New subtype of ataxia identified

April 29, 2013

Researchers from the Germans Trias i Pujol Health Sciences Research Institute Foundation (IGTP), the Bellvitge Biomedical Research Institute (IDIBELL), and the Sant Joan de Déu de Martorell Hospital, has identified a new subtype of ataxia, a rare disease without treatment that causes atrophy in the cerebellum and affects around 1.5 million people in the world. The results have been published online on April 29 in the journal JAMA Neurology.

The cause of ataxia is a diverse genetic alteration. For this reason it is classified in subtypes. The new subtype identified described by the researchers has been called SCA37. The study has found this subtype in members of the same family living in Barcelona, Huelva and Madrid and Salamanca (Spain). The finding will allow in the medium term that these families and all who suffer the genetic alteration identified will have personalized therapies and diagnostics prior to the development of the disease. The study was funded by La Marató de TV3 (the Catalan public TV) in 2009, dedicated to .

The is a part of the brain located behind the brain that, among other functions, coordinates the movements of the human body. When it is atrophied, movement disorders appear, and when the ataxia evolves, the patients suffer frequent falls and . Progressively, they end up needing a wheelchair. Until now, there have been identified more than 30 different subtypes of ataxia, the first of which was described in 1993 by Dr. Antoni Matill, head of the Neurogenetics Unit, IGTP, and Dr. Victor Volpini, head of the Center for Molecular Genetic Diagnosis at IDIBELL.

The publication of this paper has been possible thanks to the collaboration of the Hospital de Sant Pau, Universitat Pompeu Fabra and the Pitie-Salpêtrière Hospital in Paris.

Particular eye movements

The first symptoms of ataxia may develop during the childhood or adult stage, depending on the subtype. The SCA37 subtype, the first cases of which were identified by Carme Serrano, neurologist at the Sant Joan de Deu Hospital, Martorell (Barcelona), is expressed at 48 years on average. One of the features of SCA37 subtype is the difficulty for vertical . Besides the patients identified in Spain by Dr. Serrano and Germans Trias and IDIBELL researchers, there are evidence of the existence of more people affected with this subtype of ataxia in France, Holland and Britain, and for this reason it seems to be a quite prevalent subtype of ataxia in Europe.

All SCA37 patients have a common in the portion 32 of the short arm of chromosome 1, wherein there are a hundred genes. Currently, researchers are sequencing it with new generation technologies to find the specific mutation that causes ataxia. When it is found it will be possible to make an accurate diagnosis in family members who do not yet have developed symptoms. Also, it will be possible to investigate the biological mechanisms that cause in order to develop and implement personalized therapies, with drugs or stem cells therapy.

Explore further: Smoking cessation drug improves walking function in patients with spinocerebellar ataxia type 3

Related Stories

Gypsy study unravels a novel ataxia gene

August 17, 2012

A WA study of an isolated population of Eastern European Gypsies known as "Bowlmakers" has unlocked clues about a serious developmental disease - congenital cerebellar ataxia.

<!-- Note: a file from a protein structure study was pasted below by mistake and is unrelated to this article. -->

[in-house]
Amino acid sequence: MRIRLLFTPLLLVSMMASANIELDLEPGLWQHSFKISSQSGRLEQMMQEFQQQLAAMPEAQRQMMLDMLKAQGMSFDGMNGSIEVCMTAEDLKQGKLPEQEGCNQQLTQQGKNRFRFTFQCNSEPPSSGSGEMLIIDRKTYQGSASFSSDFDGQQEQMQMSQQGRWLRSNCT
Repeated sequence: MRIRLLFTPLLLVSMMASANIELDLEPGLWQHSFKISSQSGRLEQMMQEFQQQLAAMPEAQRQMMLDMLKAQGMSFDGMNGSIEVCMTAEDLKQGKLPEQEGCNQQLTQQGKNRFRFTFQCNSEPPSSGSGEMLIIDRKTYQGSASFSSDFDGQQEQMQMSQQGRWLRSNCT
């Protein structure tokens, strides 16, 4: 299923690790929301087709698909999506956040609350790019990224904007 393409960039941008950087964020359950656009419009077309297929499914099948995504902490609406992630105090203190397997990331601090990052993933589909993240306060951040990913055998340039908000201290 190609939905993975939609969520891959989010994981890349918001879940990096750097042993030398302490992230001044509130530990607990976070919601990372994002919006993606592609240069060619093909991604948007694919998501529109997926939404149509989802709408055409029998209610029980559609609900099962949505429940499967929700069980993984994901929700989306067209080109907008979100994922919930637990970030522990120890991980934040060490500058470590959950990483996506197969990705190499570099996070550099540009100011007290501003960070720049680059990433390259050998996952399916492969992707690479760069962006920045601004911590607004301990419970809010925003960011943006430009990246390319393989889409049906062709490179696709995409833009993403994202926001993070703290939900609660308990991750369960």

DNA detectives track down nerve disorder cause

August 23, 2012

Better diagnosis and treatment of a crippling inherited nerve disorder may be just around the corner thanks to an international team that spanned Asia, Europe and the United States. The team had been hunting DNA strands for ...

New genetic disorder of balance and cognition discovered

December 7, 2012

The family of disorders known as ataxia can impair speech, balance and coordination, and have varying levels of severity. Scientists from the Universities of Oxford and Edinburgh have identified a new member of this group ...

What is the cost of rare diseases such as Friedreich's Ataxia?

February 27, 2013

What is the cost of rare diseases such as Friedreich's Ataxia? By analyzing direct and indirect costs of care research in BioMed Central's open access journal Orphanet Journal of Rare Diseases calculated that conservatively ...

Recommended for you

Neuron responsible for alcoholism found

September 2, 2015

Scientists have pinpointed a population of neurons in the brain that influences whether one drink leads to two, which could ultimately lead to a cure for alcoholism and other addictions.

Scientists see motor neurons 'walking' in real time

September 2, 2015

When you're taking a walk around the block, your body is mostly on autopilot—you don't have to consciously think about alternating which leg you step with or which muscles it takes to lift a foot and put it back down. That's ...

Neural basis of multitasking identified

September 1, 2015

What makes someone better at switching between different tasks? Looking for the mechanisms behind cognitive flexibility, researchers at the University of Pennsylvania and Germany's Central Institute of Mental Health in Mannheim ...

Deciphering the olfactory receptor code

August 31, 2015

In animals, numerous behaviors are governed by the olfactory perception of their surrounding world. Whether originating in the nose of a mammal or the antennas of an insect, perception results from the combined activation ...

0 comments

Please sign in to add a comment. Registration is free, and takes less than a minute. Read more

Click here to reset your password.
Sign in to get notified via email when new comments are made.